Some background on the “bet” from the Star Tribune…
In July, St. Paul software developer CodeWeavers came up with the gimmick to make its products available free for a day if any one of five positive (but seemingly unlikely at the time) things happened during Bush’s last six months in office: gas drops to $2.79 a gallon, milk drops to $3.50 a gallon, U.S. jobs exceed 138 million, the Twin Cities median home price returns to $233,000 or Osama bin Laden is captured.
When CodeWeavers CEO Jeremy White saw that gas was $2.79 a gallon during a recent fill-up, “I screamed, ‘Woohoo!’ Then I yelled, ‘Oh, crap!’ as I realized every American can now have my software for free — kind of upsets my fourth-quarter revenue projections,” he said.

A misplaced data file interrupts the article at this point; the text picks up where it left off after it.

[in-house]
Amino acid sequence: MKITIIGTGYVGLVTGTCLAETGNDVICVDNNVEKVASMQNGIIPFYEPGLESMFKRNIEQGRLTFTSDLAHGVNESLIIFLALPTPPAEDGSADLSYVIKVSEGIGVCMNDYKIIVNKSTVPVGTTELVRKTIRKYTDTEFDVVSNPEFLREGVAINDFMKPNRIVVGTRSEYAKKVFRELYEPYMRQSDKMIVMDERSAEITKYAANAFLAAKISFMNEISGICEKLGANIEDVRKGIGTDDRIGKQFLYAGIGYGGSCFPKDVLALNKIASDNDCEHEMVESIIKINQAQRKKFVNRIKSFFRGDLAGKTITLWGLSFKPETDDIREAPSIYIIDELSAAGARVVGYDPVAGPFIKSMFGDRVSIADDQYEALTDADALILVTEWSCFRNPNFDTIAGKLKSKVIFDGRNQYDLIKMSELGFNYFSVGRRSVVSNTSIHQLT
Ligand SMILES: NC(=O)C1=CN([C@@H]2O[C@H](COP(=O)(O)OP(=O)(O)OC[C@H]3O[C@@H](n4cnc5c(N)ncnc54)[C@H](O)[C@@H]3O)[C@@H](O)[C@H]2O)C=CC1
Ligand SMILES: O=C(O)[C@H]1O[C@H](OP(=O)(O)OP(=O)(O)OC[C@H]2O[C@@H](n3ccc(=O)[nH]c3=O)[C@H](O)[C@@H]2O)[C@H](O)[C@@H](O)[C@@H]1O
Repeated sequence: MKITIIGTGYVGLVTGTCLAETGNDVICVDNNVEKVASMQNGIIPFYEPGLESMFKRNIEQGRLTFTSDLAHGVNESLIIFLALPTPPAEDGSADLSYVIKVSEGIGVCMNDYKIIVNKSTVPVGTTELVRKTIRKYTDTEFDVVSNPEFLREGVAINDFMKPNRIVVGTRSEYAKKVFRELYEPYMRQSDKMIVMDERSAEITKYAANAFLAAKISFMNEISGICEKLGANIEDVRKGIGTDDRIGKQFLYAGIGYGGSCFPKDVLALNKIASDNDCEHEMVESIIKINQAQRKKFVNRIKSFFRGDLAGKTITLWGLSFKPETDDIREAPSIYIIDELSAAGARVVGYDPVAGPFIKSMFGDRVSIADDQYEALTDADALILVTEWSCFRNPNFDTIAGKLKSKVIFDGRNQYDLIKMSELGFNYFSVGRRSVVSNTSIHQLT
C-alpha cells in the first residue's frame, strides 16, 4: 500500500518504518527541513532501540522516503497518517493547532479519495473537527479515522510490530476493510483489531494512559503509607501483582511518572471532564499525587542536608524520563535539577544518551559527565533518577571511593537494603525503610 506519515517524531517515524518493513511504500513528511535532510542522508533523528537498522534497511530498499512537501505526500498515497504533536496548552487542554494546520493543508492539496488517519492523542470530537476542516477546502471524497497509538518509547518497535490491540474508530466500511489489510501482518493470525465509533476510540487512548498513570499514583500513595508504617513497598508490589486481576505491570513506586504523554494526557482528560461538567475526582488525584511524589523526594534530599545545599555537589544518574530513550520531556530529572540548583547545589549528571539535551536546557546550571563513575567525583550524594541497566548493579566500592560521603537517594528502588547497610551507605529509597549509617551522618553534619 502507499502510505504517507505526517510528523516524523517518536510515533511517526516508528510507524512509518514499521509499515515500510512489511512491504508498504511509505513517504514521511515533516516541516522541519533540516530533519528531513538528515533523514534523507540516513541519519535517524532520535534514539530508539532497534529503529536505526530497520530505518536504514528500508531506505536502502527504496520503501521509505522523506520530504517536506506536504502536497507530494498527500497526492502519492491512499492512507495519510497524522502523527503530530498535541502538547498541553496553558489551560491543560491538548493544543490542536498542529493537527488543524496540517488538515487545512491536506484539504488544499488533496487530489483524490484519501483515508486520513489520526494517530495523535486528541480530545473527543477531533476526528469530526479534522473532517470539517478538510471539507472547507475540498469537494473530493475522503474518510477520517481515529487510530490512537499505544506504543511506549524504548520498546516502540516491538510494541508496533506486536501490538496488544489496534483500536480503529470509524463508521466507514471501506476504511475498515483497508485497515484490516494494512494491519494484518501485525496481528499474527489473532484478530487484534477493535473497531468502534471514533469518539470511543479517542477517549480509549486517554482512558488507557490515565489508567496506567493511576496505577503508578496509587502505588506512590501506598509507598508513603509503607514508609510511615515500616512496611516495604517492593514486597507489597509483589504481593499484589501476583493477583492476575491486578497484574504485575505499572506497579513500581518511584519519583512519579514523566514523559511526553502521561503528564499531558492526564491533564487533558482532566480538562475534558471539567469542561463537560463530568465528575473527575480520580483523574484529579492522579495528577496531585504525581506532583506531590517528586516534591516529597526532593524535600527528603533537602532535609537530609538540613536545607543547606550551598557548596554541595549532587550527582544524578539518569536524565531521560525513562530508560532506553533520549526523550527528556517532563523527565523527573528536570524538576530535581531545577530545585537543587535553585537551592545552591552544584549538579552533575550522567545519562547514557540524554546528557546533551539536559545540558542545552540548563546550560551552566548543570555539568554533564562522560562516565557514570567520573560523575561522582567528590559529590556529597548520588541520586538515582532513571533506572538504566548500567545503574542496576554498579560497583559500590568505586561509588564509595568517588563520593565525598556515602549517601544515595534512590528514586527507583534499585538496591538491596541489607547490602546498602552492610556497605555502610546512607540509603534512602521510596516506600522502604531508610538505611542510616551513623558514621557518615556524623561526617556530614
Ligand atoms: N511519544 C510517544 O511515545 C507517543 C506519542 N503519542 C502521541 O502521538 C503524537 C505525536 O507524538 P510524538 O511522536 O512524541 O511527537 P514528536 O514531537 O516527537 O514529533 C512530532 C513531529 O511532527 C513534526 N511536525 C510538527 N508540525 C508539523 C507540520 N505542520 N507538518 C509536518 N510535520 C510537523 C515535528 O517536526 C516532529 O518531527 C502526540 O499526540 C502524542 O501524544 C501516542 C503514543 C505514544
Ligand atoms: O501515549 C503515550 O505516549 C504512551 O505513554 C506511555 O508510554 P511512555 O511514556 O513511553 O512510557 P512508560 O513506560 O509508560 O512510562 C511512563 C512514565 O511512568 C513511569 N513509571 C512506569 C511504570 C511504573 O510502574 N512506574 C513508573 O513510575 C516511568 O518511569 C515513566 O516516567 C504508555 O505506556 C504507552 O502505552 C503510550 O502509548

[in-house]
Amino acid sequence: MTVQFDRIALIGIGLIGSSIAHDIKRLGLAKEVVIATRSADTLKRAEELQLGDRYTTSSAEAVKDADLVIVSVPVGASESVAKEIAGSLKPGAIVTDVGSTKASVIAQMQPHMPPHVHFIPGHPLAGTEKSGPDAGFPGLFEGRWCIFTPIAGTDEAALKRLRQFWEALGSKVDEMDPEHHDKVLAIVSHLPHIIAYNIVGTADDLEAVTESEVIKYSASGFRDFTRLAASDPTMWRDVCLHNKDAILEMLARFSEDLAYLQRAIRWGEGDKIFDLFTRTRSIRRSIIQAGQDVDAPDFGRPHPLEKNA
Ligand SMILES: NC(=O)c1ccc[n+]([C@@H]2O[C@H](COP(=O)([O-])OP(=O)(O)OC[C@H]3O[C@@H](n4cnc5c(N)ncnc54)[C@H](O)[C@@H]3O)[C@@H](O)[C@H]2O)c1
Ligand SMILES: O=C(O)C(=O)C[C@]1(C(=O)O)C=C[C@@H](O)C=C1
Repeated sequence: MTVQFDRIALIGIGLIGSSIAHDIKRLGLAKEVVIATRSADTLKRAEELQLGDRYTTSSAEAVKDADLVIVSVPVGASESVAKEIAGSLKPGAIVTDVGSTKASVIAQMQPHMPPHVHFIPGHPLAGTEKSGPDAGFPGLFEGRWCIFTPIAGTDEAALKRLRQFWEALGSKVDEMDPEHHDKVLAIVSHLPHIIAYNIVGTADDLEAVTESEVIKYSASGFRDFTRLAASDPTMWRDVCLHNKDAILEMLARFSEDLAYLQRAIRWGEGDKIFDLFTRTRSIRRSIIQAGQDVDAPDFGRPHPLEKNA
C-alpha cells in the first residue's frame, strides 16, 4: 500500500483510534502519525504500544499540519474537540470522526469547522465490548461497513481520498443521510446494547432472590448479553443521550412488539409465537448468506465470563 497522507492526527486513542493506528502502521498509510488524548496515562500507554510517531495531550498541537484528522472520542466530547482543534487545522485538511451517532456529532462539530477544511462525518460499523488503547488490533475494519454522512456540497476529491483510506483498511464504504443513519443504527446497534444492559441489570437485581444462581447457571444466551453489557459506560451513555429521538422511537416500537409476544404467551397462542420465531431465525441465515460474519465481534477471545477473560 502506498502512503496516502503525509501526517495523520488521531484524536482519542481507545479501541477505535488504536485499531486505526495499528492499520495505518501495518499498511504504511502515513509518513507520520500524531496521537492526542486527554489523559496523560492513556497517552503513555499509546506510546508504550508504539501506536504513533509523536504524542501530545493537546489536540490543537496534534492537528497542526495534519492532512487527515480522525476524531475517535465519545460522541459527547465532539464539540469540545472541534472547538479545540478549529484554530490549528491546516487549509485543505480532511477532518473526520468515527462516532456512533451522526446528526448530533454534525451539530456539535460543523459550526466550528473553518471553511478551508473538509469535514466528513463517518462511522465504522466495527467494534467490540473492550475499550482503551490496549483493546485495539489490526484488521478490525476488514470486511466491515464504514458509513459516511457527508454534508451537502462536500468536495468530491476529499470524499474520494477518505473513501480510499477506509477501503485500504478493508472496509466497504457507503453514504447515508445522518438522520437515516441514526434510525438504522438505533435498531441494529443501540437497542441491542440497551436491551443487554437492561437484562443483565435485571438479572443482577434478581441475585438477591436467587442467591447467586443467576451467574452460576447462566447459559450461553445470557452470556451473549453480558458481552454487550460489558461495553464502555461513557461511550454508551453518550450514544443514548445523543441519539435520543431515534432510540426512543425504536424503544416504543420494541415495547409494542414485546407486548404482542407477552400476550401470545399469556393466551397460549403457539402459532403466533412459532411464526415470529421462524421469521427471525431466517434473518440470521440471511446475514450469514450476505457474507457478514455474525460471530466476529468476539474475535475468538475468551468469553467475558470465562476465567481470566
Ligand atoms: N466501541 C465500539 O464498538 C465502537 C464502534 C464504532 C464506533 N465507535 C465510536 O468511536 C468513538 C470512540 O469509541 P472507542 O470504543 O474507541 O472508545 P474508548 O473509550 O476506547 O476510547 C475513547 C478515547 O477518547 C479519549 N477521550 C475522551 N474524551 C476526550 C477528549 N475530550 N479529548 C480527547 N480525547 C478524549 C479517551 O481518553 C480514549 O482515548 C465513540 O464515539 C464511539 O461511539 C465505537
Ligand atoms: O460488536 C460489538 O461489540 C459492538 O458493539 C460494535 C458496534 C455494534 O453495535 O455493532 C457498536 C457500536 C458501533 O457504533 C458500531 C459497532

So on Tuesday, all of CodeWeavers products, which allow Mac and Linux users to run Windows applications, can be downloaded for free — instead of $40 each — at the company’s website.
In case you’re curious of what CrossOver offers that Wine doesn’t?
Wine is essentially an implementation of the windows APIs while Crossover takes it a step further and adds some administration code and is able to target specific programs of interest better, (e.g. MS Office). Wine is pretty much at the whim of whatever developer feels like getting some software running and Crossover has customers paying for specific support. Crossover employs wine developers as well as contributes to the open source codebase. Here is their actively supported list
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